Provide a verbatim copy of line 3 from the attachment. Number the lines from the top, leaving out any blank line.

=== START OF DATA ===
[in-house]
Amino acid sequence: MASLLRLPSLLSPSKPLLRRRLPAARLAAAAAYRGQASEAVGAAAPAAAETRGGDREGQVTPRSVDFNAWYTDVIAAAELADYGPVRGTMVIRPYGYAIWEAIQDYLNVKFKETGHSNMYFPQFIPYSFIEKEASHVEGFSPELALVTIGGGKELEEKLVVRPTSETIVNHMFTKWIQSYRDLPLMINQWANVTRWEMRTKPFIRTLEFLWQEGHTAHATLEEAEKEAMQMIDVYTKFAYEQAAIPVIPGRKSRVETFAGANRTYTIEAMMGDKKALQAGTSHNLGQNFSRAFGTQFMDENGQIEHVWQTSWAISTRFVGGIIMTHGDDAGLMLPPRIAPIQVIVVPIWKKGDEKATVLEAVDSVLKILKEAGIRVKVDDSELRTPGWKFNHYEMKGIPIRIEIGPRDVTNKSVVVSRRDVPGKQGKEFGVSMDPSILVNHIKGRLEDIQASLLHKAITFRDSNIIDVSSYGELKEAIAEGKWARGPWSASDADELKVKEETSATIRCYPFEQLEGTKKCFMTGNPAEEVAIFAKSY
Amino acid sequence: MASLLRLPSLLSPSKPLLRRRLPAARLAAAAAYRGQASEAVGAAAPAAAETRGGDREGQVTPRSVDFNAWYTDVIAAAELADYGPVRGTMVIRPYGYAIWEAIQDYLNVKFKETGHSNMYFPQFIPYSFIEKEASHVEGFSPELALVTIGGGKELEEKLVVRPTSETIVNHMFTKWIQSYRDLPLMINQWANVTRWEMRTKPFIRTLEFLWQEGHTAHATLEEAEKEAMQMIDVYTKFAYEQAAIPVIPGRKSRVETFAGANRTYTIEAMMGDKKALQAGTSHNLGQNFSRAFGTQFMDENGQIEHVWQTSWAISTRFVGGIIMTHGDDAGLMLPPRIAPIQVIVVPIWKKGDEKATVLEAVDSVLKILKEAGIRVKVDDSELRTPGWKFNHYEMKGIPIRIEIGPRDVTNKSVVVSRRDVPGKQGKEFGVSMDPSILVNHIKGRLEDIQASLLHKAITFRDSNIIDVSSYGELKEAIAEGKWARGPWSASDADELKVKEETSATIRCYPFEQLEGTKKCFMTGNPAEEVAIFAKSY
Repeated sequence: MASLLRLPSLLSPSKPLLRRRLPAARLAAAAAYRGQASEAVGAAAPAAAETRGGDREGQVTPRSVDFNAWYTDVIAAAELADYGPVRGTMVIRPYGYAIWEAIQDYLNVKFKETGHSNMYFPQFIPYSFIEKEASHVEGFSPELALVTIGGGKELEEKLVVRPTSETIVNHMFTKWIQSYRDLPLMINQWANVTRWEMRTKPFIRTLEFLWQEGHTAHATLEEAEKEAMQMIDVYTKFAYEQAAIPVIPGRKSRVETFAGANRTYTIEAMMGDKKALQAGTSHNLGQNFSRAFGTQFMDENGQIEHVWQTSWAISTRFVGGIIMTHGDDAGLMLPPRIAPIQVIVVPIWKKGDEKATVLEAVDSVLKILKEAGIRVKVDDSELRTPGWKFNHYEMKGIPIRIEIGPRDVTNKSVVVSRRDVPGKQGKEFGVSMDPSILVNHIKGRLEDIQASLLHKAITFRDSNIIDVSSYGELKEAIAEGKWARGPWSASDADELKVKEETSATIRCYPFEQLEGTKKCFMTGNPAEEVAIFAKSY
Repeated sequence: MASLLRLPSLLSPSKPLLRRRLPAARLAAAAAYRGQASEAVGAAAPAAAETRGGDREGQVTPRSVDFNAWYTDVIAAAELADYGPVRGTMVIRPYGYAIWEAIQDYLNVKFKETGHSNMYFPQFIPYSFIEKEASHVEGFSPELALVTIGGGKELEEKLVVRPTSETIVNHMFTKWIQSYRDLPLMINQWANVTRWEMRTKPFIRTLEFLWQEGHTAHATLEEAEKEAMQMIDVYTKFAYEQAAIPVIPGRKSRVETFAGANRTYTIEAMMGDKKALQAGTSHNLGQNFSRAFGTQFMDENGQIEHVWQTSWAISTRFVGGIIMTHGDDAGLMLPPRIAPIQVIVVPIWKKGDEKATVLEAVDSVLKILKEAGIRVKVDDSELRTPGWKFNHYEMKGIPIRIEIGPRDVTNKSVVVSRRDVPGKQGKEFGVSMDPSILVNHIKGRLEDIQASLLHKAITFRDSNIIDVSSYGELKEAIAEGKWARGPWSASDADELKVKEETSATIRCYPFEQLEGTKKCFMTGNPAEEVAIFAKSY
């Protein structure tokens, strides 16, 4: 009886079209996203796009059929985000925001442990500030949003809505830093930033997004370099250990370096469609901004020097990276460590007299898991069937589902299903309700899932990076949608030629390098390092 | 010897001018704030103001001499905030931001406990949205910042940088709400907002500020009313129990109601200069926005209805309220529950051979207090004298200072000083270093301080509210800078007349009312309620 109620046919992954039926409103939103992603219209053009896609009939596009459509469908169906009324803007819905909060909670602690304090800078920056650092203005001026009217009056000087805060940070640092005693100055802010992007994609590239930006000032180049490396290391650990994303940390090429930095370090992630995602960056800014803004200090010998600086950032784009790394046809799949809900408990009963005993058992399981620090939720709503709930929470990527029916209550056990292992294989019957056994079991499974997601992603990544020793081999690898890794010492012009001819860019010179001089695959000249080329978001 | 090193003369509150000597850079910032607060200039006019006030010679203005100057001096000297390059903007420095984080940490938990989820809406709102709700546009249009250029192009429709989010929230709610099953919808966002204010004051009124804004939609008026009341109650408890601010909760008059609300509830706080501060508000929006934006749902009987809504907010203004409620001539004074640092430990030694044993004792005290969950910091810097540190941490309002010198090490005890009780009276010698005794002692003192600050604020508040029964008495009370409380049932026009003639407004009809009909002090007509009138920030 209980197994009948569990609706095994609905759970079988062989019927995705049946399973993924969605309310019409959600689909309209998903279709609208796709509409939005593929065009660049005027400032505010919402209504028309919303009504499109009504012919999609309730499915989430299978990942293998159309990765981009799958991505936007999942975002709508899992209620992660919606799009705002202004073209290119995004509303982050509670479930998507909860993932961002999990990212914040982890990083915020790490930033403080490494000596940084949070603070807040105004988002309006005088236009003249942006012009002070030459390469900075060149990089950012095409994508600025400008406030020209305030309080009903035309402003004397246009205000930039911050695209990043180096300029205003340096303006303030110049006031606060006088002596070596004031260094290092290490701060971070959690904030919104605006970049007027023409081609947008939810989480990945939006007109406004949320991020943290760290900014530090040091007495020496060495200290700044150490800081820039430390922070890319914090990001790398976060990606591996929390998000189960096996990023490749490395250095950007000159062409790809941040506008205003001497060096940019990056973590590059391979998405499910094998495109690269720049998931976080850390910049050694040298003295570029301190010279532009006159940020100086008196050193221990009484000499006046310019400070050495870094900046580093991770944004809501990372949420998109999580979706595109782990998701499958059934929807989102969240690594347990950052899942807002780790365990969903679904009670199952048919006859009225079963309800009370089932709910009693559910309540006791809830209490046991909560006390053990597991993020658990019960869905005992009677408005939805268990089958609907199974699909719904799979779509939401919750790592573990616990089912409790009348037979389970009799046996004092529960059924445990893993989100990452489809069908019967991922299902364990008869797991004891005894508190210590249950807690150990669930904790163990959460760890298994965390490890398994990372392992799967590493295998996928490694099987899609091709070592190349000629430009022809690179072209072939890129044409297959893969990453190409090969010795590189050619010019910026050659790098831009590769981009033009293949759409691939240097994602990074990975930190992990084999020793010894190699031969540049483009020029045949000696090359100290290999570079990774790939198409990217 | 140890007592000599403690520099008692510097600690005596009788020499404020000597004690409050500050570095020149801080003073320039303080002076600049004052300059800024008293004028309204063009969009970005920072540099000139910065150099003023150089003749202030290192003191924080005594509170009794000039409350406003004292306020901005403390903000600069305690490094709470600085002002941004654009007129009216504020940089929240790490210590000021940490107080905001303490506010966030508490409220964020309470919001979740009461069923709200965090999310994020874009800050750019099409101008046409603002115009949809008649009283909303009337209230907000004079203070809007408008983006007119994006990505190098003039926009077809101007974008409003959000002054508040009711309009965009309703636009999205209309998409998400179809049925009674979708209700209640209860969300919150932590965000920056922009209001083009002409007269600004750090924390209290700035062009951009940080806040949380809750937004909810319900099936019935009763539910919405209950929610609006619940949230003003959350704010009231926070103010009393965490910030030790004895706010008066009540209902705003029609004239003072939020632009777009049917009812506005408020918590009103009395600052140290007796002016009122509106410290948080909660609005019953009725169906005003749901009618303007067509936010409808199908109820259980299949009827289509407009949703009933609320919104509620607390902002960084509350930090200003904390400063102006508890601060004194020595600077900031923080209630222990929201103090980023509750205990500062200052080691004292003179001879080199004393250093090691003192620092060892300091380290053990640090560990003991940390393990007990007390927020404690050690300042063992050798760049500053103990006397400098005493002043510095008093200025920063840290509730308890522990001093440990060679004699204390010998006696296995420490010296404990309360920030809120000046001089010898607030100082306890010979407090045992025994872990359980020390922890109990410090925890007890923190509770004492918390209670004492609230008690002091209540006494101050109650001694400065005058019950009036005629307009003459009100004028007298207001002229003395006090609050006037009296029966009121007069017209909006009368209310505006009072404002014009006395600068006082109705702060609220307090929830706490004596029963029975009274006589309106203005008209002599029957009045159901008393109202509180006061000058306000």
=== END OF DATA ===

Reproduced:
Amino acid sequence: MASLLRLPSLLSPSKPLLRRRLPAARLAAAAAYRGQASEAVGAAAPAAAETRGGDREGQVTPRSVDFNAWYTDVIAAAELADYGPVRGTMVIRPYGYAIWEAIQDYLNVKFKETGHSNMYFPQFIPYSFIEKEASHVEGFSPELALVTIGGGKELEEKLVVRPTSETIVNHMFTKWIQSYRDLPLMINQWANVTRWEMRTKPFIRTLEFLWQEGHTAHATLEEAEKEAMQMIDVYTKFAYEQAAIPVIPGRKSRVETFAGANRTYTIEAMMGDKKALQAGTSHNLGQNFSRAFGTQFMDENGQIEHVWQTSWAISTRFVGGIIMTHGDDAGLMLPPRIAPIQVIVVPIWKKGDEKATVLEAVDSVLKILKEAGIRVKVDDSELRTPGWKFNHYEMKGIPIRIEIGPRDVTNKSVVVSRRDVPGKQGKEFGVSMDPSILVNHIKGRLEDIQASLLHKAITFRDSNIIDVSSYGELKEAIAEGKWARGPWSASDADELKVKEETSATIRCYPFEQLEGTKKCFMTGNPAEEVAIFAKSY